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Chichen Itza: Mexico’s Most Famous Mayan Ruins

The Pre-Hispanic City of Chichen Itza is located on Mexico's Yucatan Peninsula, making for a long day trip from either Merida or, more commonly, the Riviera Maya.

While Chichen Itza was the Mayan ruins everyone in my group was most looking forward to at the start of our trip, Palenque became our favorite.

Chichen Itza seemed a little too well restored, too clean, too touristy, whereas Palenque was still very covered up by the jungle, with far fewer tourists.

The 30-meter tall Temple of Kukulkan, known as El Castillo ("the castle") at Chichen Itza.
The 30-meter tall Temple of Kukulkan, known as El Castillo (“the castle”).

Throughout its nearly 1,000-year history, different peoples have left their mark on the city.

The Maya and Toltec vision of the world and the universe is revealed in their stone monuments and artistic works.

The fusion of Mayan construction techniques with new elements from central Mexico make Chichen-Itza one of the most important examples of the Mayan-Toltec civilization in Yucatán.

UNESCO
For safety reasons, tourists are no longer allowed to climb El Castillo
For safety reasons, tourists are no longer allowed to climb El Castillo.
The Great Ball Court at Chichen Itza is 150 meters long, the largest and best preserved of the 13 ball courts discovered in Mesoamerica
The Great Ball Court at Chichen Itza is 150 meters long, the largest and best-preserved of the 13 ball courts discovered in Mesoamerica.
The walls of the Great Ball Court are 8 meters high at Chichen Itza.
The walls of the Great Ball Court are 8 meters high.
Rings carved in the shapes of intertwined serpents are built high up on each of the side walls of the Great Ball Court
Rings carved in the shapes of intertwined serpents are built high up on each of the sidewalls of the Great Ball Court.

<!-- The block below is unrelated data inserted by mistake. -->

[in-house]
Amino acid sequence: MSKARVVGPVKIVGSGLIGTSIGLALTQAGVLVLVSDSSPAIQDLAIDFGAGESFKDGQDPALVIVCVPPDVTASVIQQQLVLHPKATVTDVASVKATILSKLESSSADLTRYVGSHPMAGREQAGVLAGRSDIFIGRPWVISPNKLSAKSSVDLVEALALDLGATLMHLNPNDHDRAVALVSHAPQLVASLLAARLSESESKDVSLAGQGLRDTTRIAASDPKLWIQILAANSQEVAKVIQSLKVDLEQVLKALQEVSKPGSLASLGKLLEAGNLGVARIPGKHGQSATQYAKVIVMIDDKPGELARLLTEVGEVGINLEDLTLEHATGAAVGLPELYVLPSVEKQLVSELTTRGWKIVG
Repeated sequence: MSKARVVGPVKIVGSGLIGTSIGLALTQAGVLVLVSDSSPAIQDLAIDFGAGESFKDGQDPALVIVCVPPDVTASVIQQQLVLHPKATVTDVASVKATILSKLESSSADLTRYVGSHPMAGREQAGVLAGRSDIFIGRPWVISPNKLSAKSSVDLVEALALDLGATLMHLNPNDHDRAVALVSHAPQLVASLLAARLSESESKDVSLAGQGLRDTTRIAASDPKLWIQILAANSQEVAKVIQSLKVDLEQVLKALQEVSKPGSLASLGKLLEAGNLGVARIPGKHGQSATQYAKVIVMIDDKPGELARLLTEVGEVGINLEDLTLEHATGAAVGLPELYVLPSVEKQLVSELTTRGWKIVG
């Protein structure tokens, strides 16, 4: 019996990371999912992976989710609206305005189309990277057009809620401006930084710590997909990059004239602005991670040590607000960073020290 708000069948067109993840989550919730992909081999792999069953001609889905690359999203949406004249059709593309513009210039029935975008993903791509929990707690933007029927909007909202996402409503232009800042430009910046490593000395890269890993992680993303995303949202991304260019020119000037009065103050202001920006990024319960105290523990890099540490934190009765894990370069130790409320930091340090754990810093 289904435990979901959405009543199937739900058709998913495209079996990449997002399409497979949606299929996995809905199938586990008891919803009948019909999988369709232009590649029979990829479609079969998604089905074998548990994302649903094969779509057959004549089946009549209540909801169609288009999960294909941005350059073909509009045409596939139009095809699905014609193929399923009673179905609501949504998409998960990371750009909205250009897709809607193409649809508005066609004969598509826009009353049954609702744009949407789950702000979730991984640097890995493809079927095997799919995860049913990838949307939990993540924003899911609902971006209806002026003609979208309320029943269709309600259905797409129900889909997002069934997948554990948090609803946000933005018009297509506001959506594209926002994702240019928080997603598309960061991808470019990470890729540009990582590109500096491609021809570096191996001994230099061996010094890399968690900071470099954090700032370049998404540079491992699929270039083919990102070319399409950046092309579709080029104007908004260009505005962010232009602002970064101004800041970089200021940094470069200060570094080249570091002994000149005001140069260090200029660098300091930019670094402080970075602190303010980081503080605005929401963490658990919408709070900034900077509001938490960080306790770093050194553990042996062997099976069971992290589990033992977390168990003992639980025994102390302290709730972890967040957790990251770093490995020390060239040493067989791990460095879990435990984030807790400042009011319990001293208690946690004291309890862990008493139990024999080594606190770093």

Members of my G Adventures group stand in front of the Templo del Hombre Barbado (Temple of the Bearded Man) located at the northern end of the Great Ball Court
My G Adventures group members stand in front of the Templo del Hombre Barbado (Temple of the Bearded Man), located at the northern end of the Great Ball Court.
During times of drought, the Mayans would perform sacrifices at this cenote, named Cenote Sagrado (Sacred Cenote).
During times of drought, the Mayans would perform sacrifices at this cenote, named Cenote Sagrado (Sacred Cenote).
Templo de los Guerreros (Temple of the Warriors) at Chichen Itza.
Templo de los Guerreros (Temple of the Warriors)
El Caracol (The Snail) is believed to have been used as an observatory for astronomical events
El Caracol (The Snail) is believed to have been used as an observatory for astronomical events.
La Iglesia (The Church) is a small temple decorated with carved carved masks
La Iglesia (The Church) is a small temple decorated with carved masks.
A parting shot of El Castillo
A parting shot of El Castillo.

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The Pre-Hispanic City of Chichen Itza became a World Heritage Site in 1988.

Click here for the complete list of UNESCO sites Dave has visited during his travels.

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My Mexico Ancient Civilizations tour was in partnership with G Adventures

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